If I Was 25 Again... I would buy a pre-loved car + 8 Financial Pearls of Wisdom.
As soon as you drive that shiny new car out of the showroom its value drops by thousands of dollars. You don’t notice it, but that’s real money down the drain. That’s why one of the great and often quoted financial tips is to 'buy the cheapest car your ego will allow you to'.
Cars are now far more reliable than they used to be and the remainder of the new car warranty, which can be up to seven years, will often transfer to the new owner. Much of the loss in value on new cars – the depreciation – occurs in the first three years.
Going for something with a few k’s on the clock would save me thousands. I’d also check out the service costs of the car I was thinking of buying. They vary enormously with the make of the vehicle, it can really add up over the years and with all the different cars you own.
When I was 25... retirement wasn't even on my radar, it was something my parents/ grandparents were concerned with but not me. Over my working life it has become more real and I look at all the things I would like to achieve in retirement but am I truly ready for the time in my life when I no longer have to work, I worry if I will have enough to achieve my retirement goals?
Don't panic! Read the following 8 Tips and if necessary, act now. After all, it's your future - and it could be here sooner than you think.
1: What do you want and how will you get it?
What are your goals and objectives for your retirement? Write out a plan that sees you enjoying the fruits of your labours. Then make sure your finances can achieve your goals. If not, do something about it now while you still have time. Be realistic and set achievable timeframes.
2: It’s not just about returns; remember the risks
Every investment has some degree of risk. Cash is considered the safest as there’s a good chance your money will still be in the bank when you need it. The downside is that it pays the lowest return; it isn’t tax effective; and doesn’t tend to keep pace with inflation. To achieve higher returns and make your money work harder, you need to take appropriate risk. Understand the differences between the various investment assets available and make your decisions wisely.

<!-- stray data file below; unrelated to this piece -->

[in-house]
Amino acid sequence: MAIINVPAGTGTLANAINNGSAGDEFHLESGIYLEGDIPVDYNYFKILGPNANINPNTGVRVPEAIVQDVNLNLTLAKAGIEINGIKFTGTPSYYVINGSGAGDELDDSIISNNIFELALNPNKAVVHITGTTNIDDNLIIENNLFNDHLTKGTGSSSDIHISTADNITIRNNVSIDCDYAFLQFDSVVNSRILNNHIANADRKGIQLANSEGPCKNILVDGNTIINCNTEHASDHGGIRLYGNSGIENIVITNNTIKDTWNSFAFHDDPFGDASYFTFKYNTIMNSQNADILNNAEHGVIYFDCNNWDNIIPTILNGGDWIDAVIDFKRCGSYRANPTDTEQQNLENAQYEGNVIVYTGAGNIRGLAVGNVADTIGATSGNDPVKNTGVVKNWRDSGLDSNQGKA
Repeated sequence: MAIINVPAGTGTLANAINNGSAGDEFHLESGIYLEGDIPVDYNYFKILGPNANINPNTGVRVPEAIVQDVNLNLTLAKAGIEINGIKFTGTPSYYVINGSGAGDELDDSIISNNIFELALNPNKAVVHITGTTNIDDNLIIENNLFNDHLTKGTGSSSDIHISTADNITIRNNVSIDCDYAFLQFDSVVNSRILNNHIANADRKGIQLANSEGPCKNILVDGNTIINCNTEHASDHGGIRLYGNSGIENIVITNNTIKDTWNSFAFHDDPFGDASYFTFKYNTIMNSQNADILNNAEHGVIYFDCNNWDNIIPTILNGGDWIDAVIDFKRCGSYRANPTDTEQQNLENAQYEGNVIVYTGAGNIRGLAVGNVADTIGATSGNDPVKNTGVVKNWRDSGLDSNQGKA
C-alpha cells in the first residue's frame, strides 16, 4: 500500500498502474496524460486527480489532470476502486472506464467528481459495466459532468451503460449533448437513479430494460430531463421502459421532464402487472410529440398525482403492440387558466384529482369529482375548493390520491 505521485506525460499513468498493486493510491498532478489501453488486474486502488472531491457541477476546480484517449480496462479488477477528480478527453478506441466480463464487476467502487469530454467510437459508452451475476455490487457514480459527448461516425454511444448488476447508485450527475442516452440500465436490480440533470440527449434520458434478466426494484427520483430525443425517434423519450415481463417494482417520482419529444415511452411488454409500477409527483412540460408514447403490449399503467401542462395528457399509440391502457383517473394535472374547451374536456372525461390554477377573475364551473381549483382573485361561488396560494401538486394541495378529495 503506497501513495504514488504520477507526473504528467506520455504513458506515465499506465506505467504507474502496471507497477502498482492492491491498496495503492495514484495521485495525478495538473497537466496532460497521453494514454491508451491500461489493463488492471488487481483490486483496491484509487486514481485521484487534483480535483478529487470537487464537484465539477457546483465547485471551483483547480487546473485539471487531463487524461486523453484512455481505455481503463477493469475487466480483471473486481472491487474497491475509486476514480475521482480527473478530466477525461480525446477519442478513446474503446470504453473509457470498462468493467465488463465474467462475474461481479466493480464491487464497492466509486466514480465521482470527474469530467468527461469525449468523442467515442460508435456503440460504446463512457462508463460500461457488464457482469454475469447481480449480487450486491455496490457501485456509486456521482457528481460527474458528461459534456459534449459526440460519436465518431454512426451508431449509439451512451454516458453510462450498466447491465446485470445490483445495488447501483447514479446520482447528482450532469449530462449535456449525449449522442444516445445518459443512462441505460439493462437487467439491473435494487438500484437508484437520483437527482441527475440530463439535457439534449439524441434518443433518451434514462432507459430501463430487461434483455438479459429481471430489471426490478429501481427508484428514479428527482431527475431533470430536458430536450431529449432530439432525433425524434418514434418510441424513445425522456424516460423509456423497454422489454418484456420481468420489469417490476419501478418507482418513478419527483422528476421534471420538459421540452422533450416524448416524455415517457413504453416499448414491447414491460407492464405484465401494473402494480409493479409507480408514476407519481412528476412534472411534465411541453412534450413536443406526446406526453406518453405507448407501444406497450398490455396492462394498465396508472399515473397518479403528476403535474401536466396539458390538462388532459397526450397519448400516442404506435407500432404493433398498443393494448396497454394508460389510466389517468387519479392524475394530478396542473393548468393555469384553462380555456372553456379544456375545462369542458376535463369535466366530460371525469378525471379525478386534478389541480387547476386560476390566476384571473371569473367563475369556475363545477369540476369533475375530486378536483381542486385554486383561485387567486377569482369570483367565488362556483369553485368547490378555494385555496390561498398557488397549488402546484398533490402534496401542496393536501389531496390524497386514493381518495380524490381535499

3: Share it around
To help reduce risk, share your investments across several asset classes - and within those asset classes as well. The right balance will depend on your financial objectives, the amount of time you have available to invest, and your risk tolerance.
4: Don’t forget super...
Superannuation will be your bank account when you are no longer working so you should be considering ways to boost your superannuation balance prior to retirement. But be aware the tax benefits are not always equal so make sure you have a balance of inside-super and outside-super investments.
5: ...or tax
Tax is the trickiest area of all. Always make sure you get good advice on investing tax-effectively. A simple restructure of an underlying asset, investment vehicle or ownership structure can help you to minimise the amount of tax you pay and maximise your after-tax return.
6: Retirement can last another lifetime
With medical technology and improved lifestyles we are living much longer than previous generations. The older you get, the longer you’re likely to live. Being prepared for a longer retirement means that your money must last longer, so don’t be too conservative with your investments.
7: Stay cool
You are in this for the long term so when markets fluctuate and investments unexpectedly fall in value, don’t panic and sell. Sit down with your adviser, review your portfolio and stay focused on your long-term goals and objectives.
8: Keep learning
You are never too old to learn. Financial advisers have an important role in giving you tailored guidance, but you still need to make your own informed decisions about your financial plan - do some research. Make sure you understand everything and if not, this is what we do... get in touch with us and ask questions.